The Hoy memo
Shirley Hoy, City Manager, circulated the below memo as a response to Toronto Life‘s cover story about the challenges facing Toronto’s municipal government.
Date: Mon, 10 Dec 2007 18:12:56 -0500Subject: Important message to staff from Shirley Hoy, City ManagerTo: The Toronto Public Service
From: Shirley Hoy, City Manager
In our very busy professional lives it’s sometimes difficult to takethe time to reflect on all it is we do each and every day. And when wedo take that time, we’re often taken aback by what we see, hear andread about our workplace. After all, we are an open and transparentgovernment — the public’s right to know trumps all else, as itshould.
Toronto Life magazine’s current issue has a cover story, however,that tells an unflattering tale about City Hall. Some of you may havealready read it. Some of you may have only heard about it. Regardless,the story is incomplete.
I won’t provide you with a history lesson here, but a little contextabout where we’ve been, how we got to where we are today, and wherewe’re going is required.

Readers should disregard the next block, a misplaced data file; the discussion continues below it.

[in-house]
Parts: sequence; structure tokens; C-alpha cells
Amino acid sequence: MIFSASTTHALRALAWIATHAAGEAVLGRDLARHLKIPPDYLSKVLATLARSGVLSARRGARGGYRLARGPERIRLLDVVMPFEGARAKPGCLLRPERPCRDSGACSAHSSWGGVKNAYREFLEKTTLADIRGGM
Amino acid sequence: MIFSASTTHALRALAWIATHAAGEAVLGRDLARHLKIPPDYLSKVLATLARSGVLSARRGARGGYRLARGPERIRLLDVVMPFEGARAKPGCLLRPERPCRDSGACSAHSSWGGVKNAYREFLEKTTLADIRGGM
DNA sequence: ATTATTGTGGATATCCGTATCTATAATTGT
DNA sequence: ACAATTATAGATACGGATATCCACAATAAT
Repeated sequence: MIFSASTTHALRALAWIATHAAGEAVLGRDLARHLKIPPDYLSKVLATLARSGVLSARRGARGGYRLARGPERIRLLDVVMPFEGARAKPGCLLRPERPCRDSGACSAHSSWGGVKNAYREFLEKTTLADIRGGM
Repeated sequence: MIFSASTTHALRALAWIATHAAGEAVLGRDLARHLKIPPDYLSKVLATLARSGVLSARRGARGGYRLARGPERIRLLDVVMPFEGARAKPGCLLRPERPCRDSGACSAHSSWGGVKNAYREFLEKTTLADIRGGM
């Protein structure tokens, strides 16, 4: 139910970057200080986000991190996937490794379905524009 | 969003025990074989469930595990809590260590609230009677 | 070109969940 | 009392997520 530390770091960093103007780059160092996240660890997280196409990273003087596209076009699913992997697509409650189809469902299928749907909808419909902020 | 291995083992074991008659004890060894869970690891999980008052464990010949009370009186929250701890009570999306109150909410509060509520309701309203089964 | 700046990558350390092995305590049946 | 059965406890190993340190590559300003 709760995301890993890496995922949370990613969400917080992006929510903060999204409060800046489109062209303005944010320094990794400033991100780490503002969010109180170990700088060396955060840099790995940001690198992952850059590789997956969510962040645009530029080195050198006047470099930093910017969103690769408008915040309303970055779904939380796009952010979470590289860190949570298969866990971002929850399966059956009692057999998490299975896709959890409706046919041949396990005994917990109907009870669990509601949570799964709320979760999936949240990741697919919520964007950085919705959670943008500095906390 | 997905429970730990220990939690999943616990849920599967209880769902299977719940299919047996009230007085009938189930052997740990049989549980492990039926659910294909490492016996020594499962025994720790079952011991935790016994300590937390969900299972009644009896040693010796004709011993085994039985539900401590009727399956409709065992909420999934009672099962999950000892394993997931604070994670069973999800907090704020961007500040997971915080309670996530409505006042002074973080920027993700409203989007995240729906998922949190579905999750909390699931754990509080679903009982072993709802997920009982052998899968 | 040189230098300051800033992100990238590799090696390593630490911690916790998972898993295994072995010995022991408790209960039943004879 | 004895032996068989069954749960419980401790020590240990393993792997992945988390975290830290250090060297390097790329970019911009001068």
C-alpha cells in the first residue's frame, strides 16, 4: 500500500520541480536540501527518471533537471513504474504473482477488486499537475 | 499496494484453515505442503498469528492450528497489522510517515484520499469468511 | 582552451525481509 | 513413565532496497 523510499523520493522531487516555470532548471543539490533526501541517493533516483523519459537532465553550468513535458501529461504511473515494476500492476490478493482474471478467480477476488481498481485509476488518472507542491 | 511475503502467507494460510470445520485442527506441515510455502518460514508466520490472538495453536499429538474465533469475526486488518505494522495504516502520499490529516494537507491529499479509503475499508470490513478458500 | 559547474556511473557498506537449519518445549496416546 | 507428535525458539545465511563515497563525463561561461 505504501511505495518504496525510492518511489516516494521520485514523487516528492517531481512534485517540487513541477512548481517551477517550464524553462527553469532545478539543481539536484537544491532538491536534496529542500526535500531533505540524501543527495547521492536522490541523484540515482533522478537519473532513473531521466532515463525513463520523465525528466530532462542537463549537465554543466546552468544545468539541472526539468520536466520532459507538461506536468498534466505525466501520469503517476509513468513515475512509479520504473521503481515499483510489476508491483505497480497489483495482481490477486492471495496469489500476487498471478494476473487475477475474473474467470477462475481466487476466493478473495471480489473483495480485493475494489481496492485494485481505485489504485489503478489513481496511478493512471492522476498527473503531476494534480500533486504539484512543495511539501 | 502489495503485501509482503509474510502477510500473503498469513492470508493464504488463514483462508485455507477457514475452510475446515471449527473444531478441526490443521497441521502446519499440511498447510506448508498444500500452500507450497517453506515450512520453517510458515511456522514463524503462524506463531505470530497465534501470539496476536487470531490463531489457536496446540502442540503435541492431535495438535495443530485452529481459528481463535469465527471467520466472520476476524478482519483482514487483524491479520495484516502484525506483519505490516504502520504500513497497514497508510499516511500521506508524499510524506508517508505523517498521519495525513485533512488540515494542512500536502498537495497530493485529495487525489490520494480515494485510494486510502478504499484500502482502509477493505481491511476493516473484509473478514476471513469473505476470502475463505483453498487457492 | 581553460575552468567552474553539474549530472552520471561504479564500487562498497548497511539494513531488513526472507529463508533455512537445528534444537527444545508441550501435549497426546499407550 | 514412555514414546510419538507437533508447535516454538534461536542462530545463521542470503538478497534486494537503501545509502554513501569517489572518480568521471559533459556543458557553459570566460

Ten years ago, the City of Toronto was amalgamated into the singlelargest city in the country, in effect, making us the sixth largestgovernment in Canada. The expectations of amalgamation by residents, theprovincial government, and staff themselves, were enormous.
Yet we succeeded.
The chaos of amalgamation cannot be overstated. Quite simply thechallenges posed by melding seven distinct administrations into one,without time to adequately prepare, were overwhelming.
We had to deal with the exceptional pressures posed by downloading,including the capital costs of the TTC. We had to implement a promisedfreeze on taxes, deal with the impending Y2K crisis, and manage theintroduction of the new Current Value Assessment system.
Yet, service and program delivery continued without interruption. Theamalgamation process was seamless to the public. Thanks to you.
We have hit some bumps in the road, to be sure. A labour disruption in2002 brought home to many, just how important public services are toresidents and businesses. The Bellamy Inquiry (MFP computer leasing)helped shed light on some of our failings. Lessons learned from theInquiry have helped shape important policies and decisions for thisgovernment.
Public debates over the future of Union Station and the Island airportexemplify just how passionate the people of Toronto are. It is thepeople that we serve everyday and I know how grateful they are for yourdedication to issues big and small.